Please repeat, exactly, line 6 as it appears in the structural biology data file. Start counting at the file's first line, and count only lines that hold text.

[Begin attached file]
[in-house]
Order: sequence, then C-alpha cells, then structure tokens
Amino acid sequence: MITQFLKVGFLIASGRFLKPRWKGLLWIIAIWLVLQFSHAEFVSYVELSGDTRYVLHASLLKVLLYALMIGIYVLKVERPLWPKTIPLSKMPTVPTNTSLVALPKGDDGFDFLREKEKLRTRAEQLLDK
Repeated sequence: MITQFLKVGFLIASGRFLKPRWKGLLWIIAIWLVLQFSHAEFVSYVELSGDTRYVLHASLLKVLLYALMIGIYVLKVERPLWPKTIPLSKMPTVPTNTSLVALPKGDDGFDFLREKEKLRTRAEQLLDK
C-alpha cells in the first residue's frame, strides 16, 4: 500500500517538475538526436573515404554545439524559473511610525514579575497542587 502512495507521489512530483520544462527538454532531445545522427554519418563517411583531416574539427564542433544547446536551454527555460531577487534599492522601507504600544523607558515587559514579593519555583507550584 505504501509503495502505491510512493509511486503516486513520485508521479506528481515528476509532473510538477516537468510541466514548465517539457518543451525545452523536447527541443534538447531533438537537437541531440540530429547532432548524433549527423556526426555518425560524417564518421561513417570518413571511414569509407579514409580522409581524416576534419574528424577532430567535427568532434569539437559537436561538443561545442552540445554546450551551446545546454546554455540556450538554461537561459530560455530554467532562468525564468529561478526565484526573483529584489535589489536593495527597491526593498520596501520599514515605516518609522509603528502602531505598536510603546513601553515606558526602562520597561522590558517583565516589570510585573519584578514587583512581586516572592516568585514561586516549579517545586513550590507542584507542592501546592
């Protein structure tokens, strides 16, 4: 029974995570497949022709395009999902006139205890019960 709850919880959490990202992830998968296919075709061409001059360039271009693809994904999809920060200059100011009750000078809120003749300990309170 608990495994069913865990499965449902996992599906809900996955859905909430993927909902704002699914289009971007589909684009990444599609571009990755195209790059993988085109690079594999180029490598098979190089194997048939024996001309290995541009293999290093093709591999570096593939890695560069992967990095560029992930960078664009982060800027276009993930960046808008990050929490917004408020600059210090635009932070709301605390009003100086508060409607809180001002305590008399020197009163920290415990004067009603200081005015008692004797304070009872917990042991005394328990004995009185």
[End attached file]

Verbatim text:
């Protein structure tokens, strides 16, 4: 029974995570497949022709395009999902006139205890019960 709850919880959490990202992830998968296919075709061409001059360039271009693809994904999809920060200059100011009750000078809120003749300990309170 608990495994069913865990499965449902996992599906809900996955859905909430993927909902704002699914289009971007589909684009990444599609571009990755195209790059993988085109690079594999180029490598098979190089194997048939024996001309290995541009293999290093093709591999570096593939890695560069992967990095560029992930960078664009982060800027276009993930960046808008990050929490917004408020600059210090635009932070709301605390009003100086508060409607809180001002305590008399020197009163920290415990004067009603200081005015008692004797304070009872917990042991005394328990004995009185």